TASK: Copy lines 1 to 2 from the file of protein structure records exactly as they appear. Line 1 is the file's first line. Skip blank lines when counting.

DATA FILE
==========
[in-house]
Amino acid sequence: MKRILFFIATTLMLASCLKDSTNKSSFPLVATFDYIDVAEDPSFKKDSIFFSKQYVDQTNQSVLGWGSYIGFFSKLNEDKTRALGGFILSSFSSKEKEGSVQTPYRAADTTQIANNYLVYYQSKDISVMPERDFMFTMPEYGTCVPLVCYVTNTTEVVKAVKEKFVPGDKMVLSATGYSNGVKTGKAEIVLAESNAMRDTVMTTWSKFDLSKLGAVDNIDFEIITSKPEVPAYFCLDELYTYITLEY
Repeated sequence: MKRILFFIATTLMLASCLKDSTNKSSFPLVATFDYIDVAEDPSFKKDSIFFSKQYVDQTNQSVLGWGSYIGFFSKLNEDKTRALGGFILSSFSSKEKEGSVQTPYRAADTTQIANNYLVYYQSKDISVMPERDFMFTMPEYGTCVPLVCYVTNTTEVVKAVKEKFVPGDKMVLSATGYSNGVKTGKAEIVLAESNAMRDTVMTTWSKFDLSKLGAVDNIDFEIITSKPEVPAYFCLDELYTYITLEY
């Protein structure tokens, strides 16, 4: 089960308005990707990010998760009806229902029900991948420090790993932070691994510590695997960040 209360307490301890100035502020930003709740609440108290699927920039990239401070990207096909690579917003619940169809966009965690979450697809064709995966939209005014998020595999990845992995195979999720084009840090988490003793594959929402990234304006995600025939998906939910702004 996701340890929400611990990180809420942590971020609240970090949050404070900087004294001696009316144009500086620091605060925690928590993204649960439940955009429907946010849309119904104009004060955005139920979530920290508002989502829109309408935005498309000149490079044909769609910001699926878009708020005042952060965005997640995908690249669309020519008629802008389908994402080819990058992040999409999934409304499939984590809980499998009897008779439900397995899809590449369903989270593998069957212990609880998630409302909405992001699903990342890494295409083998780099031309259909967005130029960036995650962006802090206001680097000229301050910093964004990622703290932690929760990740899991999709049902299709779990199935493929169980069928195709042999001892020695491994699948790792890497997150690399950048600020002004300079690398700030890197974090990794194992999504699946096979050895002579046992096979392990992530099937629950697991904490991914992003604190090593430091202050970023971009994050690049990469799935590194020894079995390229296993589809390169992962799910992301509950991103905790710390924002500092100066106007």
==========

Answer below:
[in-house]
Amino acid sequence: MKRILFFIATTLMLASCLKDSTNKSSFPLVATFDYIDVAEDPSFKKDSIFFSKQYVDQTNQSVLGWGSYIGFFSKLNEDKTRALGGFILSSFSSKEKEGSVQTPYRAADTTQIANNYLVYYQSKDISVMPERDFMFTMPEYGTCVPLVCYVTNTTEVVKAVKEKFVPGDKMVLSATGYSNGVKTGKAEIVLAESNAMRDTVMTTWSKFDLSKLGAVDNIDFEIITSKPEVPAYFCLDELYTYITLEY